‘Simultaneous destabilisation’ of supply chain putting Australian ports at risk: report

Sydney, Australia - April 29, 2014: Three trucks cross a bridge, before large cranes moving containers at Port Botany.

A destabilised global container freight supply chain is putting intense pressure on nationwide exporters and importers following a new report from the Australian consumer regulator.

The Container Stevedoring Monitoring Report 2020-21 from the Australian Competition and Consumer Commission (ACCC) found that the surge for demand in containerised cargo and extreme congestion across the global supply chain had caused major disruption and delays.

A number of Australian exporters are struggling to meet their contractual obligations, the ACCC wrote, adding that some large retailers are so concerned that their cargo will not arrive before Christmas that they are buying their own shipping containers and chartering their own vessels.

ACCC Chair Rod Sims said, “International shipping line movements normally run lean and just-in-time, but a surge in demand and COVID-19 outbreaks that have forced numerous port operations to temporarily shut down have caused congestion and delays with a cascading effect across the globe.”

A stevedore told the ACCC that only 10% of vessels arrived in their designated berth windows in 2020-21, which is their lowest rate on record.

“Pre-pandemic, the sector would have likely been able to manage such a surge in containerised demand, but the simultaneous destabilisation of almost every part of the supply chain has left them without any spare capacity and struggling to cope,” Sims added.

©S&P Global Platts

The report also noted that system industrial relations issues and restrictive work practices have further disrupted the supply chain and exacerbated congestion and delays.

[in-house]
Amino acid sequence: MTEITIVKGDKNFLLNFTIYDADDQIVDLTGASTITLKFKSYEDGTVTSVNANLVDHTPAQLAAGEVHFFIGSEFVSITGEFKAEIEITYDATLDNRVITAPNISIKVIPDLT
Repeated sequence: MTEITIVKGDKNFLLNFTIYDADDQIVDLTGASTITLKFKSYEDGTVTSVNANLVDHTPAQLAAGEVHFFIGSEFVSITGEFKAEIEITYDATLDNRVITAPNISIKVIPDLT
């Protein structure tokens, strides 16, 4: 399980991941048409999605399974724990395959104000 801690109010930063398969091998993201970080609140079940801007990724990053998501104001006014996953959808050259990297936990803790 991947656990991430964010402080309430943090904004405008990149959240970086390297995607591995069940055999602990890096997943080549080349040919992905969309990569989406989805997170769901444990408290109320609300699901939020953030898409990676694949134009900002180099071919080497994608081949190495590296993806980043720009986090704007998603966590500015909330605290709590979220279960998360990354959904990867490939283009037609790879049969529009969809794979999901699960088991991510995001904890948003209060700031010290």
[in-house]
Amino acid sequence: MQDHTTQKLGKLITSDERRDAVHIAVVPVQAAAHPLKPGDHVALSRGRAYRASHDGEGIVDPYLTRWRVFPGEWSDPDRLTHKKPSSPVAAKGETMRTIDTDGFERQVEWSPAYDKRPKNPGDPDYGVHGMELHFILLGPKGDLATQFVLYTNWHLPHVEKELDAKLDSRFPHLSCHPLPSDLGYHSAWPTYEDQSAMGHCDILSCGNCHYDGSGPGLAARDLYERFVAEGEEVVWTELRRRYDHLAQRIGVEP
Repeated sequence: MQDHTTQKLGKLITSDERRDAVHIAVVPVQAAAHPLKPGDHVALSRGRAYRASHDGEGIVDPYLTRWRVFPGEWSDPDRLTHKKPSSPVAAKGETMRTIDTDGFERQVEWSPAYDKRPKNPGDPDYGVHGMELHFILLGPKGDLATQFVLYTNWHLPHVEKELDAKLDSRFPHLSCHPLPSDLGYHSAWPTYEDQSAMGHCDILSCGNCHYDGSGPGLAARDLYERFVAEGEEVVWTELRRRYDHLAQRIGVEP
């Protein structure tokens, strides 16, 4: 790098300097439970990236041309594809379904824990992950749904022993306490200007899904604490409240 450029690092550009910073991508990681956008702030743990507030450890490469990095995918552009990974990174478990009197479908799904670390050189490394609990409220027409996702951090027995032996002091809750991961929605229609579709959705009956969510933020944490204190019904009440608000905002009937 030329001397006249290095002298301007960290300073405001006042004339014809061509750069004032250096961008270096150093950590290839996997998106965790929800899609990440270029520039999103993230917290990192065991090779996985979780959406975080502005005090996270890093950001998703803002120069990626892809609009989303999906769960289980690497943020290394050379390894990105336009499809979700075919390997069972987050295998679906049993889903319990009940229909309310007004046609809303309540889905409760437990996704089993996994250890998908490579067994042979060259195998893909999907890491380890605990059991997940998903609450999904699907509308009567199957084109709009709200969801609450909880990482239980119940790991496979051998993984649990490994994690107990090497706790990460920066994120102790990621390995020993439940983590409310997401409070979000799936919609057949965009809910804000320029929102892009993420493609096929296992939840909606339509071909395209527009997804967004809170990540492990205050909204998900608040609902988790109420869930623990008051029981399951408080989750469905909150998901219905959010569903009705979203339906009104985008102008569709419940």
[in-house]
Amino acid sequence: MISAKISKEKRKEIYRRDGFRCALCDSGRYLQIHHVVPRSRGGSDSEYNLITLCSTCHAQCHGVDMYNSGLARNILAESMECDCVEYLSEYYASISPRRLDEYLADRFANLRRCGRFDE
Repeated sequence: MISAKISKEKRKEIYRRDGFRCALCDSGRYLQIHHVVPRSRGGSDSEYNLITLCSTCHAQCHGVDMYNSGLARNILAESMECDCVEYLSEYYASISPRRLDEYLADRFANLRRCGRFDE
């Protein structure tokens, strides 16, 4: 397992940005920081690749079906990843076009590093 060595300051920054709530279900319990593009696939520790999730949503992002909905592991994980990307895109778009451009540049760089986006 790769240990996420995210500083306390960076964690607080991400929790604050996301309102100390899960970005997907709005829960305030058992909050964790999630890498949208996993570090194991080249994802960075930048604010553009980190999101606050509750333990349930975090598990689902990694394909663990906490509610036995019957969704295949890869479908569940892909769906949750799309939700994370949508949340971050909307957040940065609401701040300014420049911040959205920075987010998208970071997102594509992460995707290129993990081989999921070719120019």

Data obtained by the regulator noted that idle hours – the length of time a ship is berthed – almost doubled from 11.9 hours pre-pandemic to 21.2 hours on 2020-21.

“Industrial action on top of pre-existing congestion has unfortunately put enormous strain on our international container ports at a time when they can least cope with it, and in the case of Port Botany, some shipping lines have decided the delays make using the port commercially unviable,” Sims said. 

The ACCC noted that the operation of the global supply chain will eventually be restored – yet Australia risks becoming a less attractive destination for shipping lines unless productivity, workplace relations, and supply chain inefficiencies are addressed.

The report recommended that governments, industry and unions address industrial relations and restrictive work practices, limit privatised ports’ ability to impose excessive rents and charges, and repeal Part X of the Competition and Consumer Act 2010 to facilitate greater competition between shipping lines on Australian trade routes.

Additionally the report argued that public and private infrastructure investments should be made to fix inefficiencies in the supply chain caused by larger ships, lack of rail access to Australian container ports and shortage of space in empty container parks.

A recent study by the World Bank and IHS Markit showed that even before the pandemic disruption, Australian container ports were relatively inefficient and well below international best practice.

The study ranked Australia’s largest container ports, Melbourne and Sydney, in the bottom 15% and 10% respectively, of the 351 global ports in the study.

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